So what happens next or, rather, what happens if the banks continue to keep prices artificially high by reducing the number of distressed homes on the market?
Answer: Sales drop off, which is exactly what's happening. This is from CNBC:
"Fewer Americans signed contracts to buy existing homes in August. After gains in home sales over the spring and summer, an industry survey surprised expectations, registering a 2.6 percent drop in pending home sales from July. This drop forecasts that final closings on existing homes will be lower heading into fall." ("After Brisk Summer, Pending Home Sales Drop in August", CNBC)
So, there's a surge in prices and activity, and then--Whammo--sales start to drop off just like that. And the reason they drop off is because unemployment is high, wages are flatlining, 40% of college graduates are drowning in debt (and can't qualify for a loan), and credit is still tight.
This is why Yale's Robert Shiller--who predicted the subprime bust long before the bubble burst-- had this to say in a paper published last week by the National Bureau of Economic Research:
"A recovery may be plausible, and home prices have been rising fairly strongly in recent months, we do not see any unambiguous indication in our expectations data of sharp upward turning point in demand for housing that some observers, and media accounts, have suggested.”
Huh? No "turning point in demand for housing"? Well then why have all the major media taken up the "housing has bottomed" meme? Could it be that they're just doing the banks' bidding by "catapulting the propaganda"? (as GW Bush famously said)
Oddly enough, the truth is available if you're willing to pick through the BS to uncover the nuggets. Here's an excerpt from an article in the Wall Street Journal that--just weeks ago--would have been dismissed these same claims as the ramblings of a Internet conspiracy theorist:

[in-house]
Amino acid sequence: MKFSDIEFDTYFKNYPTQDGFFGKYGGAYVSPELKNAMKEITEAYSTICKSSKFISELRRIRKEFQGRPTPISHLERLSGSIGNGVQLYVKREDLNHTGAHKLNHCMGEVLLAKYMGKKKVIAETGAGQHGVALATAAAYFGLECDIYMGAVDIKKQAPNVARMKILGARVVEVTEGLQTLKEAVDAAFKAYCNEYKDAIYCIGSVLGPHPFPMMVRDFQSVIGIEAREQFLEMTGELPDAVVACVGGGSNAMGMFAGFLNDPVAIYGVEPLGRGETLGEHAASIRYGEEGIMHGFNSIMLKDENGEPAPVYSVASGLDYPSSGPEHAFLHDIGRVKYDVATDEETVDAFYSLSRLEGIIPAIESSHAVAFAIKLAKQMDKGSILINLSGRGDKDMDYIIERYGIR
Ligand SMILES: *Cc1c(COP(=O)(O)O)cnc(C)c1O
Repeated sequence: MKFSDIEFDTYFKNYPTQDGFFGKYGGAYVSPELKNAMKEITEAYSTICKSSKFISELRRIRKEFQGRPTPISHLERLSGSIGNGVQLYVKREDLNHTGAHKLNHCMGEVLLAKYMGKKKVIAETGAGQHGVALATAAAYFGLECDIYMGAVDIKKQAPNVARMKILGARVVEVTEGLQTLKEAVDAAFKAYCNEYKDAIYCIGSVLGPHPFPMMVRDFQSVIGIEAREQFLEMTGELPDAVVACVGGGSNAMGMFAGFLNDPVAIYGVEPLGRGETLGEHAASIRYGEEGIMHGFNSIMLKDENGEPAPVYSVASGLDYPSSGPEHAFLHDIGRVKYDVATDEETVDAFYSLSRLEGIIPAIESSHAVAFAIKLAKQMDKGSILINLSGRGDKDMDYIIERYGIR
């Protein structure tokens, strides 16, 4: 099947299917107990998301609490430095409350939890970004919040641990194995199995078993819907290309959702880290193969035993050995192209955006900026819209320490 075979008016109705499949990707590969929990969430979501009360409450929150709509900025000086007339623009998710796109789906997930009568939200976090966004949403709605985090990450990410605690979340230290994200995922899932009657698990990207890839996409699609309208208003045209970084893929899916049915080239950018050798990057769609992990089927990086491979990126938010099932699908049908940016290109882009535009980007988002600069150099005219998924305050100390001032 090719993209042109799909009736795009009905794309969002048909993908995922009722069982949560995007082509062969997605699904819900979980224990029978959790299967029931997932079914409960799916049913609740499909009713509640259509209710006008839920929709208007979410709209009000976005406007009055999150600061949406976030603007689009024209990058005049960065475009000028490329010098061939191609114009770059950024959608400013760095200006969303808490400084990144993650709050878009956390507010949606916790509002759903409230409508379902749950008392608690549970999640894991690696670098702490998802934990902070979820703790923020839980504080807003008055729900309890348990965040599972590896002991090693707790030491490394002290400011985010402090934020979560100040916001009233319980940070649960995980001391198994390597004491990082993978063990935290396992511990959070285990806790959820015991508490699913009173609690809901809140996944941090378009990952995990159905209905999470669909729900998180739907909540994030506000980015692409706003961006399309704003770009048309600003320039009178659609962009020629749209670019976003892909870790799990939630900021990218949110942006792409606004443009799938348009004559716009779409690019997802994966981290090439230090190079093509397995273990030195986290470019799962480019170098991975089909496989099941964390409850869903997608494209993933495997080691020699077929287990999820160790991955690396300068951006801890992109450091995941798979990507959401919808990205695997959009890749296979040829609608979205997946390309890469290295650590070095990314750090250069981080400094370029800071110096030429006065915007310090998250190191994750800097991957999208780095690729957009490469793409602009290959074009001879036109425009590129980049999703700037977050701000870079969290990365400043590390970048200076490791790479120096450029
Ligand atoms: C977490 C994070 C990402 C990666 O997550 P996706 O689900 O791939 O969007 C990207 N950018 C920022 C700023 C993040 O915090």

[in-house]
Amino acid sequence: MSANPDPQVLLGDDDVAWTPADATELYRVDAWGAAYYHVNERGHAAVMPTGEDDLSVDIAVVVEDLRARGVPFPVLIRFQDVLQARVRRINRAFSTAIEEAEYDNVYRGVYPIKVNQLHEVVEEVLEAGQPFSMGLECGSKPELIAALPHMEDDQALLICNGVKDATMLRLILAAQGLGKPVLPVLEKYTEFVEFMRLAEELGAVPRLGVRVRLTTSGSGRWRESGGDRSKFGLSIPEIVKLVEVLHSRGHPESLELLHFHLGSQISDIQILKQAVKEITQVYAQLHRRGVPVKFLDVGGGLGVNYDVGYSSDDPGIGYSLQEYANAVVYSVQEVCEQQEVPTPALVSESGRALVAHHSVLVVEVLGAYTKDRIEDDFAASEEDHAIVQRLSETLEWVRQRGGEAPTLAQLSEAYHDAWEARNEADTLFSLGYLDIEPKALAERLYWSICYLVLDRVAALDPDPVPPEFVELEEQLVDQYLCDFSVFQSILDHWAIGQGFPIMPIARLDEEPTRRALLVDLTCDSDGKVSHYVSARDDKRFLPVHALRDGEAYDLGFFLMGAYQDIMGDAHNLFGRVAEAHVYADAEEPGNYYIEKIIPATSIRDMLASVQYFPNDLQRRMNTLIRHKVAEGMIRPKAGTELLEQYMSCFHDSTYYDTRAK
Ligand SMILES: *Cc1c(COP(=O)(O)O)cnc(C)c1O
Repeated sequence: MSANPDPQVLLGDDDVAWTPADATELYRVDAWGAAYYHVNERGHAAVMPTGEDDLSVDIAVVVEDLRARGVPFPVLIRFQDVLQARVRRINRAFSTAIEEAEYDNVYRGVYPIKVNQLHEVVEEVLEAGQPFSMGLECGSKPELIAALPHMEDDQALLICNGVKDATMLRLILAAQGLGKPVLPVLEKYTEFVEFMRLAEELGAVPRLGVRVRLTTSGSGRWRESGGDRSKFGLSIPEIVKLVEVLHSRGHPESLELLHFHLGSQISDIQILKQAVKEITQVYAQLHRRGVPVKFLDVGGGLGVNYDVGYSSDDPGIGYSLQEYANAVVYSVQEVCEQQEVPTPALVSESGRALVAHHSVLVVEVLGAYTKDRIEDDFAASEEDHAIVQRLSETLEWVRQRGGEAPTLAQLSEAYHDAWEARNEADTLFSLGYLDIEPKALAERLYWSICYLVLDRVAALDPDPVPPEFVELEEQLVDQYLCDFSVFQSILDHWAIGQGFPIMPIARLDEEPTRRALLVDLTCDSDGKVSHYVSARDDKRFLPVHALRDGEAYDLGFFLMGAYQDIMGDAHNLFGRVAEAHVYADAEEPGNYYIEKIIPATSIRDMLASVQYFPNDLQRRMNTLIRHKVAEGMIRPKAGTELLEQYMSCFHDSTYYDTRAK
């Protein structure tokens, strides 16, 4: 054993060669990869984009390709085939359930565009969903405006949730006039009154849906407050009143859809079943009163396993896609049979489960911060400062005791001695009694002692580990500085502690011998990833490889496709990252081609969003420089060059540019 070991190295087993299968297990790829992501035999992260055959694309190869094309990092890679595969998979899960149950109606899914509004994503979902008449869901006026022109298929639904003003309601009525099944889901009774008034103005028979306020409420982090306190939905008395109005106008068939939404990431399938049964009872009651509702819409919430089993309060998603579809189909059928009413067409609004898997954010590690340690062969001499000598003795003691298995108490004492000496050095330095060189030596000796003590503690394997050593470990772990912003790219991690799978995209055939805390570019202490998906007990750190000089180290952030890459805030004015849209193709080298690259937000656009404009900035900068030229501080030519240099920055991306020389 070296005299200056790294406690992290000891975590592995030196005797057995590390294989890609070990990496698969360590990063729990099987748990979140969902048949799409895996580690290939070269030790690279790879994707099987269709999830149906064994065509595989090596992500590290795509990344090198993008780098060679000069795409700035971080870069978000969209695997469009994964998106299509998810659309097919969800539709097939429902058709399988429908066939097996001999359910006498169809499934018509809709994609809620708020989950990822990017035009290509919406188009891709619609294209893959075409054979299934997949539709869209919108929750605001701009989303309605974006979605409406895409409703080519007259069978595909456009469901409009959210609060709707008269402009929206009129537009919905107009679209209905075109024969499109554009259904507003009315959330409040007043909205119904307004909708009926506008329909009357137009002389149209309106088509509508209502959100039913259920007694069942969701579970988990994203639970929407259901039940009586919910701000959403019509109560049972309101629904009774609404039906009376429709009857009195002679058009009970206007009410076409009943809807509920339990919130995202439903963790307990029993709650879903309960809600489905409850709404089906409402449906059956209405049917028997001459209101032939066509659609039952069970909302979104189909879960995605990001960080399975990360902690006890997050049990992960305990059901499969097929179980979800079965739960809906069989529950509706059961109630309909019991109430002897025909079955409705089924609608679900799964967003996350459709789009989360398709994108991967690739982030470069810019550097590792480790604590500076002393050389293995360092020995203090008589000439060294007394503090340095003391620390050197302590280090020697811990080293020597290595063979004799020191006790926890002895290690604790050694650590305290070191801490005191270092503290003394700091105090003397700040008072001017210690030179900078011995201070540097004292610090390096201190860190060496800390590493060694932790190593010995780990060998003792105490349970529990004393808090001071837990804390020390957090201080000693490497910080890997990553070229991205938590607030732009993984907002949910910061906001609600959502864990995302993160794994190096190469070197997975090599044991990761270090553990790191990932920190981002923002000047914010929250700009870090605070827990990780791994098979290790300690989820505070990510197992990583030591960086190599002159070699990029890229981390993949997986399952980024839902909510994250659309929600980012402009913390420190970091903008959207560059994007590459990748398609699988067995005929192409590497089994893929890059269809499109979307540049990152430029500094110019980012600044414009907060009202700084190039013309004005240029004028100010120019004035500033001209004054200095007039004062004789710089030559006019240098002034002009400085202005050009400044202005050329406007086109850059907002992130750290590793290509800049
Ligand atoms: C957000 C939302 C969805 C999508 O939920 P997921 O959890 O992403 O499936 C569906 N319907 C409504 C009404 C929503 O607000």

"Rising prices largely reflect a dwindling number of foreclosed homes being sold by banks and other lenders as well as stronger demand for those properties from investors. Foreclosures and other "distressed" homes typically sell at larger discounts, and with fewer of those properties selling, prices are under less pressure.
But rising demand, especially at the low end, is putting upward pressure on prices as traditional buyers—as opposed to investors—feel more confident about jumping into the market." ("Housing Market Displays New Vigor as Prices Rise", WSJ)
The article doesn't say that there's a shortage of these "distressed" homes, (which there isn't) just that the banks are not putting them up for sale. And that's what's behind the "rising prices".
Bottom line: Housing is going nowhere fast. All the hype will amount to nothing. The market is going to be stuck in a long-term funk until more people can find work, wages increase, student loan debt is whittled down, and prices fall. Of course, none of these are on the near-term horizon, so demand will remain weak.